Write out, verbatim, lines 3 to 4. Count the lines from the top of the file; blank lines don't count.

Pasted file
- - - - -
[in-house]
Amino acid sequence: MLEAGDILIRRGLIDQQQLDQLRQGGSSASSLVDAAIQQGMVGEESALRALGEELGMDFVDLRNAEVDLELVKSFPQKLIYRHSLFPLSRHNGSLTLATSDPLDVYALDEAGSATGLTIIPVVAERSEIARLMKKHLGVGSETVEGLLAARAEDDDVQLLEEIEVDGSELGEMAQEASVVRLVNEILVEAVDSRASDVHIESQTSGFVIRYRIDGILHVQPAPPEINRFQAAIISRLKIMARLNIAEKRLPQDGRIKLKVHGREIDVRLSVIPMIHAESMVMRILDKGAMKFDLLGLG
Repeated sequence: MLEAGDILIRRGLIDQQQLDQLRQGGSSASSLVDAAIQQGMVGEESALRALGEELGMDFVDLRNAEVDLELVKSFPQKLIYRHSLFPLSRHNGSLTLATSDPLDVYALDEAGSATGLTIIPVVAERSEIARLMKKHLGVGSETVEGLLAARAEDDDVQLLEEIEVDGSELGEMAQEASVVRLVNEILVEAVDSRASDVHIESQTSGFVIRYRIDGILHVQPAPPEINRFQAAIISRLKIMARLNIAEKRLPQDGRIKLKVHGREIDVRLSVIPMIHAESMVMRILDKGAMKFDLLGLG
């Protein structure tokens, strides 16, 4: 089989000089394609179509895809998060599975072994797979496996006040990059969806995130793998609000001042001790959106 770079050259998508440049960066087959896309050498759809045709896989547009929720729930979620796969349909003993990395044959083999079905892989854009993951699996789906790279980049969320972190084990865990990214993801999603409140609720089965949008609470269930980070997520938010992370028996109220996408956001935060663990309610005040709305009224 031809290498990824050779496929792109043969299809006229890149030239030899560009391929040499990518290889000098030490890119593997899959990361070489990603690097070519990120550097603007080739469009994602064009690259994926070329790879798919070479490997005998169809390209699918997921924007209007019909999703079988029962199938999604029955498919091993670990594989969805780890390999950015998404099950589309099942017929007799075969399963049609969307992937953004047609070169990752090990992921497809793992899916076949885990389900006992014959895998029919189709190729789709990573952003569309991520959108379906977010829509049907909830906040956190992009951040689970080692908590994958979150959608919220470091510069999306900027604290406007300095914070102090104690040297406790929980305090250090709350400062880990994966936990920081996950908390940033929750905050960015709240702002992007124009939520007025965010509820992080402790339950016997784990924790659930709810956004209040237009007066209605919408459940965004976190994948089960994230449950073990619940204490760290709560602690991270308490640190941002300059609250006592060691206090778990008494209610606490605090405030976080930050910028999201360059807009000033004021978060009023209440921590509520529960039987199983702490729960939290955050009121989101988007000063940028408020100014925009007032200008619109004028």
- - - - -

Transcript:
Repeated sequence: MLEAGDILIRRGLIDQQQLDQLRQGGSSASSLVDAAIQQGMVGEESALRALGEELGMDFVDLRNAEVDLELVKSFPQKLIYRHSLFPLSRHNGSLTLATSDPLDVYALDEAGSATGLTIIPVVAERSEIARLMKKHLGVGSETVEGLLAARAEDDDVQLLEEIEVDGSELGEMAQEASVVRLVNEILVEAVDSRASDVHIESQTSGFVIRYRIDGILHVQPAPPEINRFQAAIISRLKIMARLNIAEKRLPQDGRIKLKVHGREIDVRLSVIPMIHAESMVMRILDKGAMKFDLLGLG
């Protein structure tokens, strides 16, 4: 089989000089394609179509895809998060599975072994797979496996006040990059969806995130793998609000001042001790959106 770079050259998508440049960066087959896309050498759809045709896989547009929720729930979620796969349909003993990395044959083999079905892989854009993951699996789906790279980049969320972190084990865990990214993801999603409140609720089965949008609470269930980070997520938010992370028996109220996408956001935060663990309610005040709305009224 031809290498990824050779496929792109043969299809006229890149030239030899560009391929040499990518290889000098030490890119593997899959990361070489990603690097070519990120550097603007080739469009994602064009690259994926070329790879798919070479490997005998169809390209699918997921924007209007019909999703079988029962199938999604029955498919091993670990594989969805780890390999950015998404099950589309099942017929007799075969399963049609969307992937953004047609070169990752090990992921497809793992899916076949885990389900006992014959895998029919189709190729789709990573952003569309991520959108379906977010829509049907909830906040956190992009951040689970080692908590994958979150959608919220470091510069999306900027604290406007300095914070102090104690040297406790929980305090250090709350400062880990994966936990920081996950908390940033929750905050960015709240702002992007124009939520007025965010509820992080402790339950016997784990924790659930709810956004209040237009007066209605919408459940965004976190994948089960994230449950073990619940204490760290709560602690991270308490640190941002300059609250006592060691206090778990008494209610606490605090405030976080930050910028999201360059807009000033004021978060009023209440921590509520529960039987199983702490729960939290955050009121989101988007000063940028408020100014925009007032200008619109004028």